Ben Bernanke, former US Federal Reserve chairman, Henry Paulson, ex-Treasury secretary, and Tim Geithner, former president of the New York Fed, offer a succinct slice of more recent history in Firefighting, their instructive account of the steps they took to fend off economic collapse a decade ago.
Reporter Gregory Zuckerman adds a further piece to the record with his narrative biography of Jim Simons, the secretive founder of quant fund Renaissance Technologies, The Man Who Solved the Market .
Michael Shnayerson sheds fresh light on the genesis and growth of another investment market — for contemporary art — in Boom, which paints a picture of geniuses, cunning speculators, and credulous buyers as colourful as Zuckerman’s illustration of Wall Street.
Meanwhile, in The Third Pillar, Raghuram Rajan, another former central banker — and past prizewinner in 2010 for Fault Lines — holds up “community” as a balancing force offsetting market and state, in his broad prescription for reform of capitalism.
Economist Richard Davies shows what happens when the balance envisaged by Rajan collapses. In his Extreme Economies, published next month, Davies visits local economies pushed to the limit, from Aceh to Glasgow, and examines what their response to extreme pressure teaches about resilience in the face of climate change, demographic shifts, and state failure.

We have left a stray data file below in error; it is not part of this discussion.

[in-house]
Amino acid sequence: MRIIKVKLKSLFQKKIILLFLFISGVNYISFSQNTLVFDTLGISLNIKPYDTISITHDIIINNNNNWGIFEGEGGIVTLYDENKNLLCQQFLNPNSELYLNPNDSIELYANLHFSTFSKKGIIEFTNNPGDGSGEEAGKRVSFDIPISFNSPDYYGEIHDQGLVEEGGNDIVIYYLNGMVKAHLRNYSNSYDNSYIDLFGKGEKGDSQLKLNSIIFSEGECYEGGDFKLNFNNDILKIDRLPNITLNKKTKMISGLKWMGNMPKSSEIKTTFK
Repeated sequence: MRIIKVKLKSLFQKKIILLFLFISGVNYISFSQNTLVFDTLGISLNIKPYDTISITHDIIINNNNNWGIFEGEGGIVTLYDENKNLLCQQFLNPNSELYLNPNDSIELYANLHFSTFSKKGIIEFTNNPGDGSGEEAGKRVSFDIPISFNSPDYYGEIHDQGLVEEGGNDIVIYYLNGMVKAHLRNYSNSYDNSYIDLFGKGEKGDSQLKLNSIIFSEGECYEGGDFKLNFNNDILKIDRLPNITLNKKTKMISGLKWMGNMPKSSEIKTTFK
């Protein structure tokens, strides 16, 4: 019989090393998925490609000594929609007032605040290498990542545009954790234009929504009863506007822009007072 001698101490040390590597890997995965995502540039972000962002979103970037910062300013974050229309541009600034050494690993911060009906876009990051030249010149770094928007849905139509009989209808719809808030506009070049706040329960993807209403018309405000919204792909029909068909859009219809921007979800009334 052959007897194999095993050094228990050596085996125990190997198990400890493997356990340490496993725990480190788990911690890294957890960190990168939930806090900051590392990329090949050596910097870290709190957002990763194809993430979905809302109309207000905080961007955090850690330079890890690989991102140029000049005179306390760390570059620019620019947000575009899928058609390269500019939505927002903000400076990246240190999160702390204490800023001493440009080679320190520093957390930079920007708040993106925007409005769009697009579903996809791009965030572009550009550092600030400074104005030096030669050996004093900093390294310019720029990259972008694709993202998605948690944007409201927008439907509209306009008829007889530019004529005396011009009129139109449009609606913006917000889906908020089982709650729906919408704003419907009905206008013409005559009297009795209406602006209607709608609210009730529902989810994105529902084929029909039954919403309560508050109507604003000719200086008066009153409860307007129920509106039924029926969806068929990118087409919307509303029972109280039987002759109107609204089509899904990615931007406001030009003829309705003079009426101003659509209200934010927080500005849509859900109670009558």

Finally, a brace of titles offers original and practical advice to managers. In Loonshots, Safi Bahcall tells rich tales of leadership, innovation and organisation. They illustrate his fresh take on the science of striking a balance between structure and free-flowing ideas to ensure the long-range “loonshots” of the title hit the target.
David Epstein takes issue with the cult of specialisation in Range, making the case for people who can move across many domains. He argues that in “wicked” learning environments, such as the complex and uncertain world many of us now inhabit, generalists can thrive. That sounds like the sort of advice the book award judges need as they survey this highly varied longlist.
Additional research by Amy Borrett